In Excelsis Deo

For a few years as a child, my mom thought I might have a singing career. She had my little brother and me singing in everything from school programs to church functions, for the short time we went to church. My most explicit memory of my performances was a Christmas program at Bluff Springs Elementary School, near Azle, Texas. David and I were singing Silent Night, and I forgot the words at one point.

Okay! I did not forget the words! My first ever “girlfriend” was in the audience, batting her eyes at me, and I got a bit distracted. I am not sure which was more embarrassing, flubbing the lyrics or everyone knowing I was paying more attention to her than the baby Jesus. Whatever the truth of the matter, I still remember that sinking feeling when I started singing the wrong words.

That was not the end of my singing career, such as it was. No, that happened when I tried out for a real singing position in junior high. My mom insisted I give it a shot and even came to the audition with me. It was not a great audition. My voice was changing, I had no idea what the notes on the music meant, and the teacher stared at me as if I had crawled out from under a rock. I gave up any formal music training that afternoon. The music teacher was kind enough to blame the problem on my voice changing, but I knew the truth. I sucked!

Of course, when you gotta sing, you gotta sing. I sang along with the radio, the record player, the television, and the movies. True, I sang mostly under my breath. I did not want anyone to hear me, but it still counted in my book. I just liked to sing. I had a great shower voice, in my opinion, and in my years as a street cop, I could rock out with the good-time radio on the night shift. I probably scared off a few bad guys driving around my district singing along with the Eagles or Willy. The bad guys probably thought I was crazy. Who wants to deal with a crazy cop?

Of course, all good things come to an end. Promotions, children, education, and other responsibilities made me hang up my air guitar. For years, singing took a back seat to everything else. I really did not know how much I missed it for years. Then, in the mid-90s, I became involved in a para-ministry of sorts. It incorporated music into a life skills or life change program.

One of the challenges of the program was to “stretch” yourself. Essentially, that meant performing a song picked for you by the training team, in costume, in front of a bunch of people. Talk about a blast! It was fantastic and one of the reasons I was involved in the program for the next decade. Nobody cared how well you sang, and you could screech to your heart’s content, it was about having fun and letting your hair down.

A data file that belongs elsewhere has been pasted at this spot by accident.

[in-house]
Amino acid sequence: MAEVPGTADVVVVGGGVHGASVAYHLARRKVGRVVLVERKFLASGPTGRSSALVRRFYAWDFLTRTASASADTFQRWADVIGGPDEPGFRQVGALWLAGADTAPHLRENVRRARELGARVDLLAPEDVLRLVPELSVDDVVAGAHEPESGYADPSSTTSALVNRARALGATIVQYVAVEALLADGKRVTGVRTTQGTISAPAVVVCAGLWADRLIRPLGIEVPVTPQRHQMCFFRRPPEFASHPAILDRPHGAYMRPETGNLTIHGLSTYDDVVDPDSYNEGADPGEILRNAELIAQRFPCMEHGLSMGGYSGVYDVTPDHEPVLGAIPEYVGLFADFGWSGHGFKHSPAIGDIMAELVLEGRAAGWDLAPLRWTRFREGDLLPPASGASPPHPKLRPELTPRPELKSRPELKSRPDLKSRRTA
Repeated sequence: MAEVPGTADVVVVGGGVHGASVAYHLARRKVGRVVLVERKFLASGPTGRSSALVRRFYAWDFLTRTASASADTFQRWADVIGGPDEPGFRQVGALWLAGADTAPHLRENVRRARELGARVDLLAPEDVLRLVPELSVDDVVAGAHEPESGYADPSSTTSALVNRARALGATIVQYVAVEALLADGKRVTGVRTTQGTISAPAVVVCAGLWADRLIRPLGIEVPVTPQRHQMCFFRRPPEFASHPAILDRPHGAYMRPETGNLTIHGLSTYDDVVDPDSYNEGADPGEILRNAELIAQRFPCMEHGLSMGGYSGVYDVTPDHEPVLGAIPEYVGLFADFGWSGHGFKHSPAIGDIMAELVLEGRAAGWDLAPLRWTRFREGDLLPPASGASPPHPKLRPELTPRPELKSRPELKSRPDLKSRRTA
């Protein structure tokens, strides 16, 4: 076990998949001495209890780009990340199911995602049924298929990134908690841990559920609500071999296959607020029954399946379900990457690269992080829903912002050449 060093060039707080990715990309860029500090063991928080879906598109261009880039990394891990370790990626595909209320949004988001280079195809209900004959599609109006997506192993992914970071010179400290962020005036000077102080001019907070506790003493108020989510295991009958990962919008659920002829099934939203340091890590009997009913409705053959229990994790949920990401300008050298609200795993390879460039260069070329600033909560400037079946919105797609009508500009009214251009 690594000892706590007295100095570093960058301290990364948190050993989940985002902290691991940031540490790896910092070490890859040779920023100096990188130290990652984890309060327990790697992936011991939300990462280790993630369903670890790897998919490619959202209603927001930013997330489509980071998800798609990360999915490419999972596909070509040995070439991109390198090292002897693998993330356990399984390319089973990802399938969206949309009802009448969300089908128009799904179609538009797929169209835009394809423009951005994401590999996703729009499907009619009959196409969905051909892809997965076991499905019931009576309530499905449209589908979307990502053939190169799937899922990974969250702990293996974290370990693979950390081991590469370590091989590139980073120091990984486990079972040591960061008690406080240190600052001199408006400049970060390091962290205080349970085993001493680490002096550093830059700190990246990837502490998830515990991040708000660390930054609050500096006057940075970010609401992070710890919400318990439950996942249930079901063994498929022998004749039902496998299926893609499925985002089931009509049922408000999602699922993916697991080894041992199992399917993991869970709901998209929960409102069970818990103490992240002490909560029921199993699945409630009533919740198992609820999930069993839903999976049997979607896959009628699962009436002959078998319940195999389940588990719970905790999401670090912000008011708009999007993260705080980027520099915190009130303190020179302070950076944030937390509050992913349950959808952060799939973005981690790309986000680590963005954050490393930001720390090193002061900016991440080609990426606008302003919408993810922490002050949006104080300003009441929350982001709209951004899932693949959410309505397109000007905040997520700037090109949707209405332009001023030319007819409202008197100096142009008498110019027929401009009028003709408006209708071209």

That program helped me find my way back to God and to church. Yes, it was that kind of seminar. It was open to anyone, and if all one could handle was a higher power, they were okay with that. Still, the focus behind the scenes was Jesus. My next musical step came in 2009. It was then I realized singing along with a record, or even singing as part of the congregation was not enough. Thankfully, the choir at my church welcomed everyone who wanted to give it a shot. Training, reading music and having a real voice were desirable traits, but folks like me were welcome. It was here, I found the true meaning of the quotation at the top of the page.

Singing of any kind can make one feel good. It can make you feel upbeat or at least less stressed. That is why many sing in the shower or sing along with the radio. Of course, singing along at a concert is a given. Singing makes you feel better, if you let it, but the quotation above is limited to a degree. Singing “Mommas Don’t Let Your Babies Grow up to Be Cowboys” at karaoke night or driving down the road can be fun. If you are musically inclined, breaking into song in response to something heartwarming can leave you with a warm glow for hours. But, what does, I am happy because I sing, really mean?

I could not find an explanation from the author of the quote. I did see some comments that might make sense, and most were similar to my own thoughts on the matter. Yet, in most of these, there seemed to be a gaping hole. What does it really mean, I am happy because I sing? You may feel differently, but for me, true happiness is more than the adrenaline rush and release, one may feel singing a favorite song or two. Yes, those are great and important, but the happiness that comes from singing alone can be short-lived.

My experience indicates true happiness comes from why one sings. I know some professional singers. They love entertaining others. They love making people feel better, helping them forget the challenges they will face when they leave the venue, and deal with the world again. Letting a gifted singer distract one for a while is terrific, and both parties can feel better as the night draws to a close. Still, there may be something missing.

Forty-plus Sundays a year, my wife and I sing in the choir at church. Fifty-one Sundays a year, we feel blessed to have that privilege. One Sunday a year, we not only feel blessed, we are truly blessed by having that privilege. We just finished that Sunday, really that weekend as the choir sang six times from Friday evening to Sunday evening.

Five of those were our Christmas Cantata performances. Our Cantata service is performed to bring glory to His name. That made us happy in a way hard to explain. Singing can make one feel happy, but singing praises to our Lord goes beyond happiness. It brings joy and peace one must experience to understand.

Remember that the next time you sing a hymn in church.  Singing hymns is not simply a group activity and tradition. It is a time to let our Lord and Savior hear us praise Him.  It is also a time for us to feel His love in return. That’s where true happiness comes from.

© -2019

About S. Eric Jackson

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